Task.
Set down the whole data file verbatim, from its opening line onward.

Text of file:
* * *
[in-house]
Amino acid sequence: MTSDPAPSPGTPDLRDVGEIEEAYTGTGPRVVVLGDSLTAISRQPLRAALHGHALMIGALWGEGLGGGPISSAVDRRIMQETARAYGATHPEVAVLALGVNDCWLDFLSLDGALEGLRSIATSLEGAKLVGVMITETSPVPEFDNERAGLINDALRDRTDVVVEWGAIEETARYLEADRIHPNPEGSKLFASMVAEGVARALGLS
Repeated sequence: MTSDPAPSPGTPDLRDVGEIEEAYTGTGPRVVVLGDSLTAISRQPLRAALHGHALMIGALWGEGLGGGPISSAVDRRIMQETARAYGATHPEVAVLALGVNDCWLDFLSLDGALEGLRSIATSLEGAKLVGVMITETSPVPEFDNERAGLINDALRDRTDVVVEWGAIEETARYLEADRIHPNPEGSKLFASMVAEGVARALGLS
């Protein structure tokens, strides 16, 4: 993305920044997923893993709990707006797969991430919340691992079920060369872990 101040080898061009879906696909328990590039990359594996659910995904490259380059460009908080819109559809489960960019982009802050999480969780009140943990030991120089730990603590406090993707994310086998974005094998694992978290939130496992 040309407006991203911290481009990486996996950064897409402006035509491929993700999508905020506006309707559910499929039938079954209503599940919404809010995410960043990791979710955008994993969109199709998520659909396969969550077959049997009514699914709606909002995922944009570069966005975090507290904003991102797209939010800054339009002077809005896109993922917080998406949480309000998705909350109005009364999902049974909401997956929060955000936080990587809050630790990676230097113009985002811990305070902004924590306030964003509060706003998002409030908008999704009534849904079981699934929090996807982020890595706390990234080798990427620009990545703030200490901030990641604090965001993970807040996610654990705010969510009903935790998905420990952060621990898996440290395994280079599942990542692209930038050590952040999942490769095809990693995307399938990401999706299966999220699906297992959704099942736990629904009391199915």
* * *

[in-house]
Amino acid sequence: MTSDPAPSPGTPDLRDVGEIEEAYTGTGPRVVVLGDSLTAISRQPLRAALHGHALMIGALWGEGLGGGPISSAVDRRIMQETARAYGATHPEVAVLALGVNDCWLDFLSLDGALEGLRSIATSLEGAKLVGVMITETSPVPEFDNERAGLINDALRDRTDVVVEWGAIEETARYLEADRIHPNPEGSKLFASMVAEGVARALGLS
Repeated sequence: MTSDPAPSPGTPDLRDVGEIEEAYTGTGPRVVVLGDSLTAISRQPLRAALHGHALMIGALWGEGLGGGPISSAVDRRIMQETARAYGATHPEVAVLALGVNDCWLDFLSLDGALEGLRSIATSLEGAKLVGVMITETSPVPEFDNERAGLINDALRDRTDVVVEWGAIEETARYLEADRIHPNPEGSKLFASMVAEGVARALGLS
């Protein structure tokens, strides 16, 4: 993305920044997923893993709990707006797969991430919340691992079920060369872990 101040080898061009879906696909328990590039990359594996659910995904490259380059460009908080819109559809489960960019982009802050999480969780009140943990030991120089730990603590406090993707994310086998974005094998694992978290939130496992 040309407006991203911290481009990486996996950064897409402006035509491929993700999508905020506006309707559910499929039938079954209503599940919404809010995410960043990791979710955008994993969109199709998520659909396969969550077959049997009514699914709606909002995922944009570069966005975090507290904003991102797209939010800054339009002077809005896109993922917080998406949480309000998705909350109005009364999902049974909401997956929060955000936080990587809050630790990676230097113009985002811990305070902004924590306030964003509060706003998002409030908008999704009534849904079981699934929090996807982020890595706390990234080798990427620009990545703030200490901030990641604090965001993970807040996610654990705010969510009903935790998905420990952060621990898996440290395994280079599942990542692209930038050590952040999942490769095809990693995307399938990401999706299966999220699906297992959704099942736990629904009391199915």